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Friday, October 21, 2016

Daily Devotion for September 9, 2012



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lessons and scripture
Lord's Prayer

Our Father, who art in heaven, hallowed be thy name. Thy kingdom come; Thy will be done, on earth as it is in heaven. Give us this day our daily bread, and forgive us our trespasses, as we forgive those who trespass against us. And lead us not into temptation, but deliver us from evil.

For Thine is the kingdom, and the power, and the glory, forever and ever.


Our Virtual Church this Sunday is a Southern gospel service, but it is sort of a "show" church, since the entire congregation is — well, let's just say that the person sitting next to you isn't singing off-key.

Click the Lyrics link below the video to follow the words.

Prayer for the Morning

Heavenly Lord, you have brought me to the beginning of a new day. As the world is renewed fresh and clean, so I ask you to renew my heart with your strength and purpose. Forgive me the errors of yesterday and bless me to walk closer in your way today. This is the day I begin my life anew; shine through me so that every person I meet may feel your presence in my soul. Take my hand, precious Lord, for I cannot make it by myself. Through Christ I pray and live,

Prayer of Repentance (from Psalm 51)

Have mercy on me, O God, according to your steadfast love; according to your abundant mercy blot out my transgressions. Wash me thoroughly from my iniquity, and cleanse me from my sin!

For I know my transgressions, and my sin is ever before me. Against you, you only, have I sinned and done what is evil in your sight. I am full of shame at my sin, and my heart lies heavy.

Purge me and I shall be clean; wash me, and I shall be whiter than snow. Let me hear joy and gladness; Hide your face from my sins, and blot out all my iniquities. This I ask in the name of Jesus Christ our Lord.

Prayer for Those Who Have Turned Away

Grant, O Lord, peace, love and speedy reconciliation to your people whom You have redeemed with your precious blood. Make your presence known to those who have turned away from You and do not seek You, so that none of them may be lost, but all may be saved and come to the knowledge of the truth, so that everyone, in true love and harmony, O long-suffering Lord, may praise your all holy Name.


Now unto him that is able to keep me from falling, and to present me faultless before the presence of his glory with exceeding joy, to the only wise God our Savior, be glory and majesty, dominion and power, both now and ever.


(Additional prayers may be found at Prayers for All Occasions.)
God be with you 'til we meet again.

endless knot

Psalm 51:15-17
O Lord, open my lips,
and my mouth will declare your praise.

For you will not delight in sacrifice, or I would give it;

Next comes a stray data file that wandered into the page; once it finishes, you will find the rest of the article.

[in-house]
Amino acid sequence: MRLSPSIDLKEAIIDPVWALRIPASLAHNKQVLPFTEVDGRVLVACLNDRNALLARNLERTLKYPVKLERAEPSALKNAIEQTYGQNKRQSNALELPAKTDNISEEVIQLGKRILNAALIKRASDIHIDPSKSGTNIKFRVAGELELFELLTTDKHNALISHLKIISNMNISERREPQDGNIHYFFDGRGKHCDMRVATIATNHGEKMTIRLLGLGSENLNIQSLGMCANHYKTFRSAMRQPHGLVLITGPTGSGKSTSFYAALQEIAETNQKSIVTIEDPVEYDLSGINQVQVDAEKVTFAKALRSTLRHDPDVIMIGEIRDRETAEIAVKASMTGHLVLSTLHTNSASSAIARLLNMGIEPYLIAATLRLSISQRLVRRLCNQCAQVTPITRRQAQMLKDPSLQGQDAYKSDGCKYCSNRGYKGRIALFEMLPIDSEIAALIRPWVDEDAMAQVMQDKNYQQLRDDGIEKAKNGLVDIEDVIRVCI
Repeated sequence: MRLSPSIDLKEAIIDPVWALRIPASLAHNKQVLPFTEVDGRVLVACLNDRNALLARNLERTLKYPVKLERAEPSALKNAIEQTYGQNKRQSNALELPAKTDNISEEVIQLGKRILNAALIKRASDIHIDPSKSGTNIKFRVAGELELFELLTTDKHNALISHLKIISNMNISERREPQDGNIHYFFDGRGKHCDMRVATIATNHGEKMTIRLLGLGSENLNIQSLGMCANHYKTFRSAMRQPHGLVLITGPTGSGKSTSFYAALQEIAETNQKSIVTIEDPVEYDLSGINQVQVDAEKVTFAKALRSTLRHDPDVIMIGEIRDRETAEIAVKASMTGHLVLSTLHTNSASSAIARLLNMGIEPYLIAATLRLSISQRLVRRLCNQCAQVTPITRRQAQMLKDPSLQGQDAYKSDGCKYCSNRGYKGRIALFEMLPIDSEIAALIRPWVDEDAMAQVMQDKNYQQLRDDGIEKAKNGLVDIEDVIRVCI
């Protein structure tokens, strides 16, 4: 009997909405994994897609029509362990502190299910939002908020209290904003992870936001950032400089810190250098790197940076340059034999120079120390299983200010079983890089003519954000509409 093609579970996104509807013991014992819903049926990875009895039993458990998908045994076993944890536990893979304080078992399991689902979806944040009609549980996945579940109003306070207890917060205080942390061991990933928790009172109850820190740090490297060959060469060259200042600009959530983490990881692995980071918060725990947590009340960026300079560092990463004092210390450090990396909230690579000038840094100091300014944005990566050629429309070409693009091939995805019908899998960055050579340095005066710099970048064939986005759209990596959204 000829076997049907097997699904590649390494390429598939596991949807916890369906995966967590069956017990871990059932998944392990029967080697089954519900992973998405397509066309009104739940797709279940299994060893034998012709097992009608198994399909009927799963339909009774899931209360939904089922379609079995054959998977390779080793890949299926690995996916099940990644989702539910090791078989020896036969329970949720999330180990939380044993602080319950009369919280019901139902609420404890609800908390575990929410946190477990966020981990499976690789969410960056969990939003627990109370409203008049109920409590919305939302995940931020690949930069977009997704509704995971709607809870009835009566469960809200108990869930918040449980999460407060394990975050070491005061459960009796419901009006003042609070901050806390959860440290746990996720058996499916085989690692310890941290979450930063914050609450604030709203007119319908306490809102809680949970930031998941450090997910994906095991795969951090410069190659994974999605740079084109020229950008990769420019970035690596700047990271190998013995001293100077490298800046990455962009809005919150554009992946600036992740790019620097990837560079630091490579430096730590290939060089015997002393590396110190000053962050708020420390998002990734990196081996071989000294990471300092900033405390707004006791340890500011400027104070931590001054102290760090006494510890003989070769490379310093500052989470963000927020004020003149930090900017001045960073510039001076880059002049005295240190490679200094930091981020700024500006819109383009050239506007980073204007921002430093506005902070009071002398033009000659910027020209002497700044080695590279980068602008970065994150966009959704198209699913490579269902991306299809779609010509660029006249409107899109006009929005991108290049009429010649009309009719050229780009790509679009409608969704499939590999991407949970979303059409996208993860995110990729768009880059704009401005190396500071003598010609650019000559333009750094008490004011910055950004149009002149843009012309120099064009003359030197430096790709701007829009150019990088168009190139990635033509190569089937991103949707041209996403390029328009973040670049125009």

you will not be pleased with a burnt offering.

The sacrifices of God are a broken spirit;
a broken and contrite heart, O God, you will not despise.

Blue Latin Cross

1 Corinthians 15:29-34 (ESV)

The Resurrection of the Dead [3]

Otherwise, what do people mean by being baptized on behalf of the dead? If the dead are not raised at all, why are people baptized on their behalf? Why are we in danger every hour? I protest, brothers, by my pride in you, which I have in Christ Jesus our Lord, I die every day!

What do I gain if, humanly speaking, I fought with beasts at Ephesus? If the dead are not raised, “Let us eat and drink, for tomorrow we die.” Do not be deceived: “Bad company ruins good morals.”

Wake up from your drunken stupor, as is right, and do not go on sinning. For some have no knowledge of God. I say this to your shame.

Notes on the Scripture

If asked, most people would not be able to guess the origin the phrase "eat, drink, and be merry, for tomorrow we die." Shakespeare? The gladiators? It actually comes from the Old Testament; it appears repeatedly in both Isaiah (e.g. Isaiah 22:13 and Ecclesiastes (e.g. Ecclesiastes 8:15.

The phrase is always fatalistic. Taken at face value, it sounds like the espirit of soldiers about to go into battle, who intend to enjoy themselves before they die. But the phrase is never used as such in the Bible. In Isaiah, it is used to describe those who will die in battle for their sins. In the more poetic Ecclesiastes, it is part of the rich and beautiful poem about the vanity of earthly existence. And here, Paul uses it as an attitude that the Christian has outgrown, which has been rendered foolish by the resurrection of Christ.

For, tomorrow we do not die. Or more accurately, we may appear to die, but we die in the expectation of resurrection. To sum up this passage: If we do not believe in the resurrection of Christ and, thus, our own resurrection through His power, why bother with Christianity? And if you do believe in Christ, the phrase "eat, drink, and be merry" — which implies sinful gluttony because there will be no consequence, since one is about to perish — no longer makes sense.

Once our eyes are opened to the truth, we naturally want to stop our sinful conduct. And as he has said before, one of the components to our own salvation is to avoid those who will pull us into sin with their ignorant, self-indulgent conduct.

Children at prayer

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Memory Verse

1 Corinthians 13:11 (KJV): When I was a child, I spake as a child, I understood as a child, I thought as a child: but when I became a man, I put away childish things.

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“The mind of God is greater than all the minds of men, so let all men leave the gospel just as God has delivered it unto us.” ~ Charles Haddon Spurgeon